19. DC Loser says:

    I’m sure Michael Steele’s all over this.

  20. sam says:

    Oh, and floyd I have read Shelby Foote’s history of the Civil War and rank it among the highest. He includes some very telling quotes, and the one that’s always stuck in my mind is Jefferson Davis’s epitaph for the Confederacy, which could well be adapted to the modern Republican party if it follows McDonnell. Davis said that on the tombstone of the Confederacy they should write, “Died of a Theory”.

  21. PD Shaw says:

    sam, UlyssesUnbound, the term “Civil War History Month” is too controversial in some quarters. Virginia may need to compromise on “War of Northern Aggression Month.”

  22. sam says:

    Yeah, I’d first written that, PD. But then I thought, Why supply the “victim” more grist for the victimhood mill?

  23. Michael Reynolds says:

    Not to get overly nuanced but the war was not so much about preservation of slavery where it already existed, but the desire of slave owners to extend the institution into lands recently stolen from Mexico by President Polk ably assisted by Generals Taylor and Scott.

    It’s true that the north didn’t particularly care one way or the other about slavery in Mississippi. But they cared a great deal about the prospect of slavery in California and Oregon. Extending slavery into new states would upset the careful balance between slave and free states and result in the US politics being thoroughly dominated by slave-owners.

    The abolitionists played a supporting role, obviously. Many good people understood that slavery was an atrocity.

    But a perhaps larger role was played by businessmen and politicians concerned for their profits and powers. Southern wealth was largely in the form of slaves — ending slavery therefore would impoverish many wealth slave-owners. At the same time, refusing to extend slavery into the new states and territories meant a long, slow decline of their potential for future profit and an eventual loss of political power.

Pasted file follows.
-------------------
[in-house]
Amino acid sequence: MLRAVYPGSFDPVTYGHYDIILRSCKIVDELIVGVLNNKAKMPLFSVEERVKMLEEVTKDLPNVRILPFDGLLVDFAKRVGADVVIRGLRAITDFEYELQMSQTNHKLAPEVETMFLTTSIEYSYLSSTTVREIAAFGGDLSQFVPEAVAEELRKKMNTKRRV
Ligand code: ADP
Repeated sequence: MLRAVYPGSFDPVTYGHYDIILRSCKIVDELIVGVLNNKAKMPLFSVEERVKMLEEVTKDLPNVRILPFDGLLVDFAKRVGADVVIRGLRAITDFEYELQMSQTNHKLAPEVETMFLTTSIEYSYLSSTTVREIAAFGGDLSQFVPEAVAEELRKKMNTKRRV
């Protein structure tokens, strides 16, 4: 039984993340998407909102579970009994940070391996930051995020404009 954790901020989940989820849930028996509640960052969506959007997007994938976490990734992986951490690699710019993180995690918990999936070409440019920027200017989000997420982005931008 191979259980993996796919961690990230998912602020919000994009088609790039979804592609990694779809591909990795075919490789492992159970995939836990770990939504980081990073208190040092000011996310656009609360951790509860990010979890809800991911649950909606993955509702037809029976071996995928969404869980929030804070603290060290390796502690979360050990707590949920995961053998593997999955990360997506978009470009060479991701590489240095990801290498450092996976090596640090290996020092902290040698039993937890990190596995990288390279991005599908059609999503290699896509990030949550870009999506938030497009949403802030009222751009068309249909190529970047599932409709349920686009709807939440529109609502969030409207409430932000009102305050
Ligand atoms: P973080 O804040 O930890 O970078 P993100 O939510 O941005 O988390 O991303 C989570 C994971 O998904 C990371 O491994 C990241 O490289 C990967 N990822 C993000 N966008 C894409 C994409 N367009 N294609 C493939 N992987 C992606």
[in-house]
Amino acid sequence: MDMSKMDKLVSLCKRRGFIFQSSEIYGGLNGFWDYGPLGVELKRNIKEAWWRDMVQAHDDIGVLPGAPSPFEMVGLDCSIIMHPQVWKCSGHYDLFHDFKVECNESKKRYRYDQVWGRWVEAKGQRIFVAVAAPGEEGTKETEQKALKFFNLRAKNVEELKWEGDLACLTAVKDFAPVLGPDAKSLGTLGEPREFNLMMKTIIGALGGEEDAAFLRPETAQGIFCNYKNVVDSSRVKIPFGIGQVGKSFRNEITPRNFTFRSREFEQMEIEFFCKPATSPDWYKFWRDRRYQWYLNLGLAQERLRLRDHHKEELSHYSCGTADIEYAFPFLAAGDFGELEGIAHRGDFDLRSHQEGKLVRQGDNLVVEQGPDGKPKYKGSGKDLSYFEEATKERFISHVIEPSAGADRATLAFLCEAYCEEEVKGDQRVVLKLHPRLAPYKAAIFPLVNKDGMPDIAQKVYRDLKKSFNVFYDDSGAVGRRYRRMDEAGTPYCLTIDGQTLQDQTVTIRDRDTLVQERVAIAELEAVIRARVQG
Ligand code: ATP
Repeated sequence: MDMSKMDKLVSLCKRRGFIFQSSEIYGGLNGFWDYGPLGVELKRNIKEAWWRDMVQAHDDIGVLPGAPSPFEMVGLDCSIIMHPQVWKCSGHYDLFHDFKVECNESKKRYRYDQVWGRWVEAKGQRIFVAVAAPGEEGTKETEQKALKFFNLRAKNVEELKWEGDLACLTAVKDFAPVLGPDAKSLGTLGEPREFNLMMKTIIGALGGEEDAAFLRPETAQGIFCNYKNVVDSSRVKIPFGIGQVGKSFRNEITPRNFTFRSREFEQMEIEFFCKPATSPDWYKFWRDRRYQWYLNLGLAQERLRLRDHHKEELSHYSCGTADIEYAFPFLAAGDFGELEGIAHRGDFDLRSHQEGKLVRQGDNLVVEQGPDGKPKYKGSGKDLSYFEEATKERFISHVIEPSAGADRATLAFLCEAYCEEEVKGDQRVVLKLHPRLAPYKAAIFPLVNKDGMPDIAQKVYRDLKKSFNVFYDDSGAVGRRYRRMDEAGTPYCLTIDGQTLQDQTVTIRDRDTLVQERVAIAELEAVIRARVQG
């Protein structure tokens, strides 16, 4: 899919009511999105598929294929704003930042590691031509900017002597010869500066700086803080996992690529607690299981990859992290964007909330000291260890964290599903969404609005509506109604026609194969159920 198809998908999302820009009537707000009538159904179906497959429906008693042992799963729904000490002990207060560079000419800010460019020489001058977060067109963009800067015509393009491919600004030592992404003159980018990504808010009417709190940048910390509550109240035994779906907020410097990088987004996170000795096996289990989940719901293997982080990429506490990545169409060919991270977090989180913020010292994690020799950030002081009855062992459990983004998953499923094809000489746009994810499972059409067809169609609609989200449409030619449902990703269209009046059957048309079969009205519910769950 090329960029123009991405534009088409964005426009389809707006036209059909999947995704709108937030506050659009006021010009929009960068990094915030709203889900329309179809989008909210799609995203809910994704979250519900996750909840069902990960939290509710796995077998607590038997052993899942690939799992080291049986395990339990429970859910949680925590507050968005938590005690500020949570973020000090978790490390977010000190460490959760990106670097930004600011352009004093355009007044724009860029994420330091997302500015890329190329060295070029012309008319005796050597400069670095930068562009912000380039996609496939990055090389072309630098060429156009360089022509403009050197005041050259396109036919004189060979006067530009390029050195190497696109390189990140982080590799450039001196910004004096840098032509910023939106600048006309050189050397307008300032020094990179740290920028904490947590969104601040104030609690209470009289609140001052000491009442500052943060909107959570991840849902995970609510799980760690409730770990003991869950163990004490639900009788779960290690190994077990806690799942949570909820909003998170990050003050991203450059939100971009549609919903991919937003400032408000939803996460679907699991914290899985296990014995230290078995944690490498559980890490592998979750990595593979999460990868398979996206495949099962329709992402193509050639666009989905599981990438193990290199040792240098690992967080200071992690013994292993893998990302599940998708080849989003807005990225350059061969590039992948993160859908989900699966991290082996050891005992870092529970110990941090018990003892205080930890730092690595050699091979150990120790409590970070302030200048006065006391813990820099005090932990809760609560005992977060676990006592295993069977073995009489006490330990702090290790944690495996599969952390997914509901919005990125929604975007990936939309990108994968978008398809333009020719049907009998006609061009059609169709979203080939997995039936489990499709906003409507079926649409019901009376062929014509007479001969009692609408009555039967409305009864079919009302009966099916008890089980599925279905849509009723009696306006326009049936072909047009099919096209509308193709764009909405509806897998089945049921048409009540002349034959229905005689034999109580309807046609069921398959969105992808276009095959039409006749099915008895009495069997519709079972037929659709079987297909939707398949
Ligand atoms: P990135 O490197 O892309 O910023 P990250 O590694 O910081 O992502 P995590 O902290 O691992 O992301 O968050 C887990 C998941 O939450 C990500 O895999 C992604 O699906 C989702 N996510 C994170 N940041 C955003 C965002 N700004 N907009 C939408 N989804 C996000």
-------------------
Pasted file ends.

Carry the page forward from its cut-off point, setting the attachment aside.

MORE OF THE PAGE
The notion that states had a right so secede was claptrap used as a veil to conceal the real interests at play. The Confederacy never granted a right of secession to its own states.

    Likewise the idea of state’s rights: it was as pointed out in a comment above, the southern states who were pushing to extend federal powers and limit the rights of states to support abolition, to harbor slaves, to send abolitionist writing through the mails, etc…

    The average soldiers on both sides fought well. But the ones in the north fought for what was at least a decent and reasonable cause: the preservation of the union and the ending of slavery’s attempted expansion. The soldiers in the south fought for rich slave-owners’ cynical lies in defense of a monstrous system.

  24. sam says:

    The soldiers in the south fought for rich slave-owners’ cynical lies in defense of a monstrous system.

    As I said here before when we discussed the Civil War, the supreme political accomplishment of the Southern Plantocracy was its success in convincing poor Southern whites that slavery was in their interests.

  25. Wayne says:

    If my memory serves me right, the North declared war on the South supposedly over an attack on a disputed fort. It was an isolated group that attacked the Fort not a Confederacy attack.

    No one seems to ever be concern about Black History month and such events being divisive.

  26. floyd says:

    “Died of a Theory”.

    Sam,
    I think you may be right… there is no place for honor in politics, the price is too high and the prize is too valuable.

  27. Michael Reynolds says:

    Wayne: